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The term "arthroscopy" means - arthro - joint, scopy - viewing.

By inserting a miniature camera into the joint through a cut a few millimeters in length, it is possible to diagnose and/or operate in the most accurate manner in problems and conditions requiring surgical intervention, while avoiding potential complications and allowing for a short recovery time.

On the other hand, an "open" surgical procedure involves injuring the tissues enveloping the joint, a higher probability for infections, and a much longer recovery time, but the advantage of the "open" surgical process is a higher level of accuracy.

In an arthroscopic procedure, a miniature optical instrument is inserted into the joint through a minimal cut and it photographs the joint's interior. The surgeon sees the situation in an enlarged form and is capable of performing non-diagnostic procedures by inserting miniature surgical tools.

Though an arthroscopic procedure it is possible to assess with optimal accuracy the injury in various tissues stabilizing the skeletons, such as tears in ligaments and tendons, injuries of the cartilage and bones, which can limit the movement range or cause chronic pain.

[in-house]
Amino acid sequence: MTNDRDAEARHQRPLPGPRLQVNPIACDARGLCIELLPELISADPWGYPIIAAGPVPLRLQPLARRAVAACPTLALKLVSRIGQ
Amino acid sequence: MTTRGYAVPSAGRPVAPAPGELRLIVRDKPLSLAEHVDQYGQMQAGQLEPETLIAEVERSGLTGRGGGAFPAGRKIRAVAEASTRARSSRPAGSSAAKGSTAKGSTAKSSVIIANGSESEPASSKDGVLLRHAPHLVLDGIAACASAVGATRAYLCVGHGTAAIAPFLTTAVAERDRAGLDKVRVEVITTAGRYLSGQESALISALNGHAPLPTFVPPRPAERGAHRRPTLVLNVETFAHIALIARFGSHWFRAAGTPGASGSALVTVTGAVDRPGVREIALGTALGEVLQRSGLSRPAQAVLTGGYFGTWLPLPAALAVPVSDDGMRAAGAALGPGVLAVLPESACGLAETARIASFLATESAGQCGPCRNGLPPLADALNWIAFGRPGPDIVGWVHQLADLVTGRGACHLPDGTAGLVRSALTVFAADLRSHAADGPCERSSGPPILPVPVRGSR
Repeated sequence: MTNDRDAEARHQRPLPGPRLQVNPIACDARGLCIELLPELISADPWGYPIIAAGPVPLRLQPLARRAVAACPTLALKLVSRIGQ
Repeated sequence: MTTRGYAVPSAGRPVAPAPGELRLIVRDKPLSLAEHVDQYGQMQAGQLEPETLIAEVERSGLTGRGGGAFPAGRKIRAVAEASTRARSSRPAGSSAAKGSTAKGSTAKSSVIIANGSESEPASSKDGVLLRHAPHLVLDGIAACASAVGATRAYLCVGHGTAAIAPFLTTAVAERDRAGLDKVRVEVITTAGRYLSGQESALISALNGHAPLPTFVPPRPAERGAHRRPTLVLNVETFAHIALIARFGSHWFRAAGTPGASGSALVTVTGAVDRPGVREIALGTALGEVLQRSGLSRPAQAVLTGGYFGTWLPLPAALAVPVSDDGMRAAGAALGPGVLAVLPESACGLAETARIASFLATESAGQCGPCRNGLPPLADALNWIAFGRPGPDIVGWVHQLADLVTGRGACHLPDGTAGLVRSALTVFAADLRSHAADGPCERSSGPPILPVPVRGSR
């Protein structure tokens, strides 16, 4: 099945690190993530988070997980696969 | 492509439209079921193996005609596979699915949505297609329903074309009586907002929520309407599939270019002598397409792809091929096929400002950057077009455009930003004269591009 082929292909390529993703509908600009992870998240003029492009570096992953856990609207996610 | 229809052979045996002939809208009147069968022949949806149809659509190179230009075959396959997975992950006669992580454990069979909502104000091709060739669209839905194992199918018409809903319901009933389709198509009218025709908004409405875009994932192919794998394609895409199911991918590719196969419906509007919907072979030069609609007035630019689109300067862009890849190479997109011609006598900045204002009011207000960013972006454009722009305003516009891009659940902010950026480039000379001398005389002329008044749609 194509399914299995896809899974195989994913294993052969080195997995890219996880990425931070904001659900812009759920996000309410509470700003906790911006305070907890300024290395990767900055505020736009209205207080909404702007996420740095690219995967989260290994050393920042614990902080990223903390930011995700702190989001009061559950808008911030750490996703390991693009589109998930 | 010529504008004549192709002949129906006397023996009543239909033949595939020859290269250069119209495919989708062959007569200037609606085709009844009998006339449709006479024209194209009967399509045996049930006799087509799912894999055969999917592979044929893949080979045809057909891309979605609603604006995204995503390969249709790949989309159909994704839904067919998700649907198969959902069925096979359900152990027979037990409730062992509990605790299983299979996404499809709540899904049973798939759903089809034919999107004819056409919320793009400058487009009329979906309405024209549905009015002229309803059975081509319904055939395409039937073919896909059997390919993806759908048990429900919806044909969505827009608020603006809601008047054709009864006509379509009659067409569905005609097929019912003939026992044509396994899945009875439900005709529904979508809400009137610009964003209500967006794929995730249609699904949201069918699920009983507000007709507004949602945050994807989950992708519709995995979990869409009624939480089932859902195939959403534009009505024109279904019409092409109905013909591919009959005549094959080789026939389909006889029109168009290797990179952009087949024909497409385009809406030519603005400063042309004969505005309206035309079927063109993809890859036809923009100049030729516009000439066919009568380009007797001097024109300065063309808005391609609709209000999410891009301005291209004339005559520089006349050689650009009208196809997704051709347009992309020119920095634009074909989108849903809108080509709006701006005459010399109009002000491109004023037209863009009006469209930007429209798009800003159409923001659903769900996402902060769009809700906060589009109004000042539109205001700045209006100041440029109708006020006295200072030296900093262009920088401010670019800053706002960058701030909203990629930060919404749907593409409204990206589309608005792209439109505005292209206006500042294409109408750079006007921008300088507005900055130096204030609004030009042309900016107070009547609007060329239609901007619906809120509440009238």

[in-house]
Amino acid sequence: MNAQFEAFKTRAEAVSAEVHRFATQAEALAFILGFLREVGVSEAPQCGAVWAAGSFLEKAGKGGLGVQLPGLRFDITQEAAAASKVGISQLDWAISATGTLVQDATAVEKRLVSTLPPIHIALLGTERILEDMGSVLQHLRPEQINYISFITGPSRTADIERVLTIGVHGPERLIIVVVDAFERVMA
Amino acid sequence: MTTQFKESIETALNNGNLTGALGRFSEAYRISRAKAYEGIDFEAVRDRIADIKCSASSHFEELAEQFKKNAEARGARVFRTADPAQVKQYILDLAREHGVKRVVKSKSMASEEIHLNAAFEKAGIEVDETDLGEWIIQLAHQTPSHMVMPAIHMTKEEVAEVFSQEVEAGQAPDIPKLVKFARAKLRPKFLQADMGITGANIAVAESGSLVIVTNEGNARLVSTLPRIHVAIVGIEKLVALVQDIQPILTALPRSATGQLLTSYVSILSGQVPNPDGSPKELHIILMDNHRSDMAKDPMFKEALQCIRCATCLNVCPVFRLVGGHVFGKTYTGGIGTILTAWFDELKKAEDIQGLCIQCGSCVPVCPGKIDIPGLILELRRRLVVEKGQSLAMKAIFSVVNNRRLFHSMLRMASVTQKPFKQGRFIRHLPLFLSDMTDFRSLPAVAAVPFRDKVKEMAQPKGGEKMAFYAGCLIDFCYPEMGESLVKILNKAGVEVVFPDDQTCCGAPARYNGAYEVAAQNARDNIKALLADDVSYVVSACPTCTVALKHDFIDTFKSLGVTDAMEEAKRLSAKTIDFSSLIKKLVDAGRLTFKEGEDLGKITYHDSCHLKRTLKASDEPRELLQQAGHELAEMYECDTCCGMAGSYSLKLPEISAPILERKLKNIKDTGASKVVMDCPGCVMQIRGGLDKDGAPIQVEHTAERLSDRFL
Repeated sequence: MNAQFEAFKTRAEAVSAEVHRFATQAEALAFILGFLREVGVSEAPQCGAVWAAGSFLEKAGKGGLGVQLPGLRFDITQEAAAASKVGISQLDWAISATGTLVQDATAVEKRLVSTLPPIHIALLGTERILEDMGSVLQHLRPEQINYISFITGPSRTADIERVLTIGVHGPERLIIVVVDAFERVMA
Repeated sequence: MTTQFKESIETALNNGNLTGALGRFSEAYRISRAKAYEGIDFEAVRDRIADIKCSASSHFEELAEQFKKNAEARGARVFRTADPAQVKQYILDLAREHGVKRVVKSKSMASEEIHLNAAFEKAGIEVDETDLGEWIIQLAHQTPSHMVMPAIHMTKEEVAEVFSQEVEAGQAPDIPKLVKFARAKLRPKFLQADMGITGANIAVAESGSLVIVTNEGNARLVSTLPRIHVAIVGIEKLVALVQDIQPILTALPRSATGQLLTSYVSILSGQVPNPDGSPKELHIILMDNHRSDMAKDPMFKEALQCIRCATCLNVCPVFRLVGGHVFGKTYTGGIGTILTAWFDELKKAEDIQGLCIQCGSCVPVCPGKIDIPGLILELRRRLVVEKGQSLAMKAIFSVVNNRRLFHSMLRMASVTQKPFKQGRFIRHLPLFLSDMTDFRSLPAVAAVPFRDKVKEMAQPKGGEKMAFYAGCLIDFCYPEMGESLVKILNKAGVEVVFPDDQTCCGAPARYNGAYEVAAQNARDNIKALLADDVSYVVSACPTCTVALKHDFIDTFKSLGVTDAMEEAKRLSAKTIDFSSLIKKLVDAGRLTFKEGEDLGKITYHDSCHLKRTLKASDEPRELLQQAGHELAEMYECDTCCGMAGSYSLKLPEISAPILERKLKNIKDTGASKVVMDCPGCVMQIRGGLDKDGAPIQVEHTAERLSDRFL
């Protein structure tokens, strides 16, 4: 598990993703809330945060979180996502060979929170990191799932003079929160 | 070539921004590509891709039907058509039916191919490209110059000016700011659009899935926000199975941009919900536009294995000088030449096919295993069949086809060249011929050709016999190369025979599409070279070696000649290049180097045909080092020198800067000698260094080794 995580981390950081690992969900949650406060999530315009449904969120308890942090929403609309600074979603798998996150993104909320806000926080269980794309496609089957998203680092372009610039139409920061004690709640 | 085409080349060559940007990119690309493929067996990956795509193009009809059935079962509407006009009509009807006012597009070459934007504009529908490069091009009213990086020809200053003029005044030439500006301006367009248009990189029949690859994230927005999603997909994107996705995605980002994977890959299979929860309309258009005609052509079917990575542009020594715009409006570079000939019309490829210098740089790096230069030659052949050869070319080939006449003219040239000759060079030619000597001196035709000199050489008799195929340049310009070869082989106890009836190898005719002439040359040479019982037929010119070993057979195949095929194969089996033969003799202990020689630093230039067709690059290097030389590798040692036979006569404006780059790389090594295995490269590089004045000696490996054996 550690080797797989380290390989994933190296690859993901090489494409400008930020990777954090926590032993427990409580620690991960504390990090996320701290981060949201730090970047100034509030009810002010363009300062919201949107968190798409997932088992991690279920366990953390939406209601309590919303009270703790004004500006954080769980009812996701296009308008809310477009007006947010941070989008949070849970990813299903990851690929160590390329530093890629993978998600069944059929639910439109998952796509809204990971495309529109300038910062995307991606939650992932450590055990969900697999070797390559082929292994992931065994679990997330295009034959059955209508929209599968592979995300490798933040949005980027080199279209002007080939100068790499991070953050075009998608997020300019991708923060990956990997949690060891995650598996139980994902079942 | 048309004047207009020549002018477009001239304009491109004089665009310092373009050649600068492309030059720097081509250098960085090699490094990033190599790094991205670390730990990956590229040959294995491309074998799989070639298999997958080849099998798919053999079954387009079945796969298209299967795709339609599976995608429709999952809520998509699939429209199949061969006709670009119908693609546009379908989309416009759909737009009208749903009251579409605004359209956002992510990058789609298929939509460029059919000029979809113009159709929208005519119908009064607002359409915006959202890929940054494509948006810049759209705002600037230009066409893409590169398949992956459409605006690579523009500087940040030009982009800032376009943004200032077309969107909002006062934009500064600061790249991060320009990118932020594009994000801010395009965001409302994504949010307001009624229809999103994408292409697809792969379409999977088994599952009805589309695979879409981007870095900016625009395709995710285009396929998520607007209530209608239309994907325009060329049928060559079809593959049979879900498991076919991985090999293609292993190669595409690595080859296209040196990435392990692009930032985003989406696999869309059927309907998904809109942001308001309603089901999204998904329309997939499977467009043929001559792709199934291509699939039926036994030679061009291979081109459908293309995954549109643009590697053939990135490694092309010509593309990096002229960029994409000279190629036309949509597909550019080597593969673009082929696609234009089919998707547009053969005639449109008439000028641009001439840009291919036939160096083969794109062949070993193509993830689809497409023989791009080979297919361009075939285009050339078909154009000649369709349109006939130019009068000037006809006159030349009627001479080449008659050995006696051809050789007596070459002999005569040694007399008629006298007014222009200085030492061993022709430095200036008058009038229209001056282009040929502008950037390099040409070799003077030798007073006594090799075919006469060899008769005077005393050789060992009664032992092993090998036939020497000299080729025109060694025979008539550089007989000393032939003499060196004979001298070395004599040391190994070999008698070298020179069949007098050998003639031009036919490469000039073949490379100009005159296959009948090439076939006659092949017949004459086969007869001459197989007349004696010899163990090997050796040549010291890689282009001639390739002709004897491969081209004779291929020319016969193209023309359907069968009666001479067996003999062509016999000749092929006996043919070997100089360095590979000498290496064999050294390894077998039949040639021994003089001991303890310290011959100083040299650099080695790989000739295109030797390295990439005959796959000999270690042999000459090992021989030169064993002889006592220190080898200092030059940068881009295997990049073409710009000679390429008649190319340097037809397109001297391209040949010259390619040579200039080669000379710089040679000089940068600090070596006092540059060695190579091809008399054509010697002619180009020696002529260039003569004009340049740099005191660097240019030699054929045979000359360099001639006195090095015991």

During a microscopic diagnostic procedure it is possible that a situation will arise where there is need for a surgical procedure which can be performed by inserting miniature surgical tools through another minimal cut.

The surgeon also performs the surgical process using the miniature camera, with which he can see the situation enlarged on the screen.

Using arthroscopic surgery it is possible to suture torn ligaments, treat tissue infections, amputate ganglion cysts, clean inflammations from joints, repair cartilage injuries or help setting a fracture, removing foreign objects from the joint and so on.

Arthroscopy is carried out under general anesthesia.

At the end of the arthroscopic operation, the miniature cut is bandaged. It is recommended to rest for two to three days, and afterwards gradually use the joint which was operated on.

Recovery is expected within several days.

Possible but rare complications during arthroscopy include infections, neural injury, injury of the tendons, damage to the skin and paresthesia. In any case of complication it is recommended to consult the operating doctor for assistance.

Hand Arthroscopy
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